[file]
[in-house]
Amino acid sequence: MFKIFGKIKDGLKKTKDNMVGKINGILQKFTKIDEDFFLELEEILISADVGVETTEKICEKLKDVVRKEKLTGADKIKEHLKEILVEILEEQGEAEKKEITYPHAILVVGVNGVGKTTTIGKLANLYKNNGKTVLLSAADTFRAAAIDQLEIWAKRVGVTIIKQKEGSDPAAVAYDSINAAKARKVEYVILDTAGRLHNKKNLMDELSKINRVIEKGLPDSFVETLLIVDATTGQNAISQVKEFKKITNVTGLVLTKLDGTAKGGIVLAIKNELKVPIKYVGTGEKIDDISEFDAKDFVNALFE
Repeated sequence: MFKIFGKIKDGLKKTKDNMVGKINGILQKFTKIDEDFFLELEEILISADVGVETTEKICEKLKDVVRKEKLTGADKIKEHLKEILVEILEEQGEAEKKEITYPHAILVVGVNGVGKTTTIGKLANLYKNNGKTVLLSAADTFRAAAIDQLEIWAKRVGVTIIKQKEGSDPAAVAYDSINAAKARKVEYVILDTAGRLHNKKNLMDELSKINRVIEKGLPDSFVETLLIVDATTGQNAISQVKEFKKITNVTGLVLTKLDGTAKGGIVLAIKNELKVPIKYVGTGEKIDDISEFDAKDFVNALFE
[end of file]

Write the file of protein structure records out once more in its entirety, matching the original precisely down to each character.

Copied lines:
[in-house]
Amino acid sequence: MFKIFGKIKDGLKKTKDNMVGKINGILQKFTKIDEDFFLELEEILISADVGVETTEKICEKLKDVVRKEKLTGADKIKEHLKEILVEILEEQGEAEKKEITYPHAILVVGVNGVGKTTTIGKLANLYKNNGKTVLLSAADTFRAAAIDQLEIWAKRVGVTIIKQKEGSDPAAVAYDSINAAKARKVEYVILDTAGRLHNKKNLMDELSKINRVIEKGLPDSFVETLLIVDATTGQNAISQVKEFKKITNVTGLVLTKLDGTAKGGIVLAIKNELKVPIKYVGTGEKIDDISEFDAKDFVNALFE
Repeated sequence: MFKIFGKIKDGLKKTKDNMVGKINGILQKFTKIDEDFFLELEEILISADVGVETTEKICEKLKDVVRKEKLTGADKIKEHLKEILVEILEEQGEAEKKEITYPHAILVVGVNGVGKTTTIGKLANLYKNNGKTVLLSAADTFRAAAIDQLEIWAKRVGVTIIKQKEGSDPAAVAYDSINAAKARKVEYVILDTAGRLHNKKNLMDELSKINRVIEKGLPDSFVETLLIVDATTGQNAISQVKEFKKITNVTGLVLTKLDGTAKGGIVLAIKNELKVPIKYVGTGEKIDDISEFDAKDFVNALFE